United Airlines announced Thursday it will immediately start hiring pilots, beginning with a group of 300, to be ready to meet growing demand for air travel.
"With vaccination rates increasing and travel demand trending upwards, I'm excited to share that United will resume the pilot hiring process that was halted last year," Bryan Quigley, the airline's chief of flight operations, said in a memo to employees obtained by AFP.
The first offers will go to pilots who had conditional job offers or were in line for jobs last year, he said.
However, "the number of new pilots needed will be dependent on our recovery from the COVID-19 pandemic," trying to assuage concerns of current pilots who have weathered the pandemic disruptions.
Airlines were forced to take drastic measures to cut costs since the start of the Covid-19 pandemic caused travel to come to a screeching halt, including encouraging tens of thousands of employees to retire or leave the company, or take unpaid leave.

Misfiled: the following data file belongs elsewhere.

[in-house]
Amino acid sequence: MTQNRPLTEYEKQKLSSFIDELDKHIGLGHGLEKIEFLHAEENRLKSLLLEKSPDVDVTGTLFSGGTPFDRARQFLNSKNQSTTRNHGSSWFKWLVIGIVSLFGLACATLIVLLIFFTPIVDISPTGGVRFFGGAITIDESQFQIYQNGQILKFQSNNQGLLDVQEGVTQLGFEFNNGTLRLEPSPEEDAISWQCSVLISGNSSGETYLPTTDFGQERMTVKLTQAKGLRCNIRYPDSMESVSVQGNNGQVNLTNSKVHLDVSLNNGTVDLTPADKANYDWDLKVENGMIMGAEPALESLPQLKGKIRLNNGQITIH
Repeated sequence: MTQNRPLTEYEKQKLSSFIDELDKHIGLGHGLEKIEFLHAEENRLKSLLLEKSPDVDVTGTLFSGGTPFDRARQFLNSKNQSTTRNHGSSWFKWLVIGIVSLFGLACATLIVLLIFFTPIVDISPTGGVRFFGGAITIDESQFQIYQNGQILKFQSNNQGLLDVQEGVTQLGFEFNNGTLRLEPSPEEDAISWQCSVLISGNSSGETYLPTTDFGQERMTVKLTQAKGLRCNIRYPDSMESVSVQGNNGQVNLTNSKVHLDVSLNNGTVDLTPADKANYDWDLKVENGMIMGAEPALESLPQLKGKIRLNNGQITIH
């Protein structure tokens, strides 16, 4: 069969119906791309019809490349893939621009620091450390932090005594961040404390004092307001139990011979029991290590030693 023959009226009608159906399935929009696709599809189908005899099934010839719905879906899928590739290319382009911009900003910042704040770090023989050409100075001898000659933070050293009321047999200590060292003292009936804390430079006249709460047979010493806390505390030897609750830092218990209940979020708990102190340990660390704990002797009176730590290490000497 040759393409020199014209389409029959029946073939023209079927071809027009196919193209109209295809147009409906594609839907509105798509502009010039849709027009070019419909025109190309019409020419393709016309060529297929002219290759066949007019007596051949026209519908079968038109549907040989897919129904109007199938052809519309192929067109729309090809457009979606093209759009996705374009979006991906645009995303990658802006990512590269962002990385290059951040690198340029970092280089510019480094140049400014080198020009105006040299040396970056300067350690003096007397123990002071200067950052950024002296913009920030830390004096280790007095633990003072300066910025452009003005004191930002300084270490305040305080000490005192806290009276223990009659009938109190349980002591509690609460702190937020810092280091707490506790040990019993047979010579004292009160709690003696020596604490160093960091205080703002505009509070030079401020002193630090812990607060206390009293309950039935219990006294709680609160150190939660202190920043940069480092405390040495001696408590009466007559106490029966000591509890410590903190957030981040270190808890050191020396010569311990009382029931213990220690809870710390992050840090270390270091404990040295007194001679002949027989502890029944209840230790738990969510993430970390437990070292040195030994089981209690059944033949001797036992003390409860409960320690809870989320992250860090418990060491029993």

Passenger airlines lost a total of $35 billion in 2020, according to the industry federation Airlines for America (A4A).
But with the help of multiple rounds of government aid, air carriers have been preparing for a resumption of traffic.
United has scheduled more flights in May to popular tourist destinations in Mexico, the Caribbean and Central America, than at the same time in 2019, before the pandemic.
In another sign of a return to normal, Delta Air Lines announced on Wednesday that starting May 1 it would no longer block the middle seats as it had done since the start of the pandemic, in order to be able to offer capacity to travelers.
Delta was the last major company in the United States to maintain this social-distancing measure on its planes.
Mask mandates, however, remain in place for passengers.